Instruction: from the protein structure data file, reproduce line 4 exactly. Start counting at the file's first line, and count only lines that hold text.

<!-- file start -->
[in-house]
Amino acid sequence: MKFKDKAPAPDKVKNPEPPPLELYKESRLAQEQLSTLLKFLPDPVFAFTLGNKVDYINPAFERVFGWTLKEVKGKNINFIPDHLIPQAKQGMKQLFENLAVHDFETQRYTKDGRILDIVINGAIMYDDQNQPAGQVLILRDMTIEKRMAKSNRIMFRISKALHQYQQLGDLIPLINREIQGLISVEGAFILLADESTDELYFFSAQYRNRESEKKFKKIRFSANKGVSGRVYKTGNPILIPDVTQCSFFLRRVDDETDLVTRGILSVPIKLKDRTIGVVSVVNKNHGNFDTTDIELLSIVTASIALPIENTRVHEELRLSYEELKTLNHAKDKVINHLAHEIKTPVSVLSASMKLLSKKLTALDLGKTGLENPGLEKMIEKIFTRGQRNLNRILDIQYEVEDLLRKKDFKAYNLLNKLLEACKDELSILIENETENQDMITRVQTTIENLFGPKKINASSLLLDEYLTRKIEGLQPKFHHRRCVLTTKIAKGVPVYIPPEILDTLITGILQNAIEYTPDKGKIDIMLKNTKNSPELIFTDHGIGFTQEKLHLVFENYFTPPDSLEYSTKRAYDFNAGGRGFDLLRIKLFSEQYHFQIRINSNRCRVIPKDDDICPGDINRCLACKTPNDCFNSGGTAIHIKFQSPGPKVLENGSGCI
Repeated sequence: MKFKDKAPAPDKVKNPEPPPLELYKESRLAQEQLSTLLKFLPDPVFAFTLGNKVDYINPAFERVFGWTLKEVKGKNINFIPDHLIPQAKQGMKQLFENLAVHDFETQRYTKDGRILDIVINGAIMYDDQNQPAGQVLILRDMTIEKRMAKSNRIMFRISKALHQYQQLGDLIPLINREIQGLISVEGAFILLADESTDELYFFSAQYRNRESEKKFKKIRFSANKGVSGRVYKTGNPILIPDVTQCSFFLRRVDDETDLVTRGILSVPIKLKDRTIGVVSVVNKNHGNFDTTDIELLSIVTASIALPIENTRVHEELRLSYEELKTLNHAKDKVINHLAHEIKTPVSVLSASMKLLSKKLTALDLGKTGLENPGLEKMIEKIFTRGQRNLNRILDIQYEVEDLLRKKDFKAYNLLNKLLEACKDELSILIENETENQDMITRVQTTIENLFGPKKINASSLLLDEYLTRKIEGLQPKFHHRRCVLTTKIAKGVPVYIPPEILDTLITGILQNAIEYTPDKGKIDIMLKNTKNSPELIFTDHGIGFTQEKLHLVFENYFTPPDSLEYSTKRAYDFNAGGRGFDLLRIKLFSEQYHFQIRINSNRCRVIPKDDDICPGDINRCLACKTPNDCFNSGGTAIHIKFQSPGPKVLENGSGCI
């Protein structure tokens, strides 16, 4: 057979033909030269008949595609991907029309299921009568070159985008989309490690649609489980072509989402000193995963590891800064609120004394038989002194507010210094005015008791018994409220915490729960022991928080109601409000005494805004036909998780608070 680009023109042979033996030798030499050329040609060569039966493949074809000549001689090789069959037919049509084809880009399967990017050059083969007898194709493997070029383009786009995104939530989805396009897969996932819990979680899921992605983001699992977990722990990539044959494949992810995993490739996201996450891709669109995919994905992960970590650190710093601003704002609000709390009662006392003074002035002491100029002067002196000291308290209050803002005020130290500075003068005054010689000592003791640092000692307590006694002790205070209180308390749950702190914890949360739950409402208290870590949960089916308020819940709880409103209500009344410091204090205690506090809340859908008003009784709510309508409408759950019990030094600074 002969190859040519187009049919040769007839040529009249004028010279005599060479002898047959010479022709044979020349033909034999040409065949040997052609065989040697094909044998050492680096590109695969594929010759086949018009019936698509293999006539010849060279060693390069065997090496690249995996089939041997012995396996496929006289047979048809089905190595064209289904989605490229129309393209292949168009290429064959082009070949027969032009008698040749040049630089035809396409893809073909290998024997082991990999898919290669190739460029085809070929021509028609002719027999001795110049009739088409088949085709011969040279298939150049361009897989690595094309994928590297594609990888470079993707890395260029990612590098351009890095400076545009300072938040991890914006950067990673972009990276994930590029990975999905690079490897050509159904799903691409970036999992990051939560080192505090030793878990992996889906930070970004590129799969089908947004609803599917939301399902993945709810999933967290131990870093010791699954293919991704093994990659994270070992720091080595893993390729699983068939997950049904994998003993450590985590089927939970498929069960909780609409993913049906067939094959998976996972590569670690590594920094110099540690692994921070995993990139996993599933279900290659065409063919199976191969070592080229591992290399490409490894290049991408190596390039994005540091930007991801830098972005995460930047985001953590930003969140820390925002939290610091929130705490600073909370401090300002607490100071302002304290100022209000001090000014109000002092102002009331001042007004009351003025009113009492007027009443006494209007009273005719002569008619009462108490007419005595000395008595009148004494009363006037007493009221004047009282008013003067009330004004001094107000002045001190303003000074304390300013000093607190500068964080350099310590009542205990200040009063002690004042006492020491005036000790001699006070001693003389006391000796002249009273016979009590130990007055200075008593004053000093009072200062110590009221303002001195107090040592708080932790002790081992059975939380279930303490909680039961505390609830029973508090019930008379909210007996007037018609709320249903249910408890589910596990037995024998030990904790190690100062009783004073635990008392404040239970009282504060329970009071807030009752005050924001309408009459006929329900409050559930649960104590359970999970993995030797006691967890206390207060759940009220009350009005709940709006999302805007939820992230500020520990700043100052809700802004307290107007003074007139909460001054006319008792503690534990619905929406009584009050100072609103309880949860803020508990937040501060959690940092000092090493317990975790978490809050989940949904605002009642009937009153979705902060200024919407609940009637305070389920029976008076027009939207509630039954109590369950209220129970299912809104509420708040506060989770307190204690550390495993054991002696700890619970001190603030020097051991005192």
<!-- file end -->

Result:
């Protein structure tokens, strides 16, 4: 057979033909030269008949595609991907029309299921009568070159985008989309490690649609489980072509989402000193995963590891800064609120004394038989002194507010210094005015008791018994409220915490729960022991928080109601409000005494805004036909998780608070 680009023109042979033996030798030499050329040609060569039966493949074809000549001689090789069959037919049509084809880009399967990017050059083969007898194709493997070029383009786009995104939530989805396009897969996932819990979680899921992605983001699992977990722990990539044959494949992810995993490739996201996450891709669109995919994905992960970590650190710093601003704002609000709390009662006392003074002035002491100029002067002196000291308290209050803002005020130290500075003068005054010689000592003791640092000692307590006694002790205070209180308390749950702190914890949360739950409402208290870590949960089916308020819940709880409103209500009344410091204090205690506090809340859908008003009784709510309508409408759950019990030094600074 002969190859040519187009049919040769007839040529009249004028010279005599060479002898047959010479022709044979020349033909034999040409065949040997052609065989040697094909044998050492680096590109695969594929010759086949018009019936698509293999006539010849060279060693390069065997090496690249995996089939041997012995396996496929006289047979048809089905190595064209289904989605490229129309393209292949168009290429064959082009070949027969032009008698040749040049630089035809396409893809073909290998024997082991990999898919290669190739460029085809070929021509028609002719027999001795110049009739088409088949085709011969040279298939150049361009897989690595094309994928590297594609990888470079993707890395260029990612590098351009890095400076545009300072938040991890914006950067990673972009990276994930590029990975999905690079490897050509159904799903691409970036999992990051939560080192505090030793878990992996889906930070970004590129799969089908947004609803599917939301399902993945709810999933967290131990870093010791699954293919991704093994990659994270070992720091080595893993390729699983068939997950049904994998003993450590985590089927939970498929069960909780609409993913049906067939094959998976996972590569670690590594920094110099540690692994921070995993990139996993599933279900290659065409063919199976191969070592080229591992290399490409490894290049991408190596390039994005540091930007991801830098972005995460930047985001953590930003969140820390925002939290610091929130705490600073909370401090300002607490100071302002304290100022209000001090000014109000002092102002009331001042007004009351003025009113009492007027009443006494209007009273005719002569008619009462108490007419005595000395008595009148004494009363006037007493009221004047009282008013003067009330004004001094107000002045001190303003000074304390300013000093607190500068964080350099310590009542205990200040009063002690004042006492020491005036000790001699006070001693003389006391000796002249009273016979009590130990007055200075008593004053000093009072200062110590009221303002001195107090040592708080932790002790081992059975939380279930303490909680039961505390609830029973508090019930008379909210007996007037018609709320249903249910408890589910596990037995024998030990904790190690100062009783004073635990008392404040239970009282504060329970009071807030009752005050924001309408009459006929329900409050559930649960104590359970999970993995030797006691967890206390207060759940009220009350009005709940709006999302805007939820992230500020520990700043100052809700802004307290107007003074007139909460001054006319008792503690534990619905929406009584009050100072609103309880949860803020508990937040501060959690940092000092090493317990975790978490809050989940949904605002009642009937009153979705902060200024919407609940009637305070389920029976008076027009939207509630039954109590369950209220129970299912809104509420708040506060989770307190204690550390495993054991002696700890619970001190603030020097051991005192």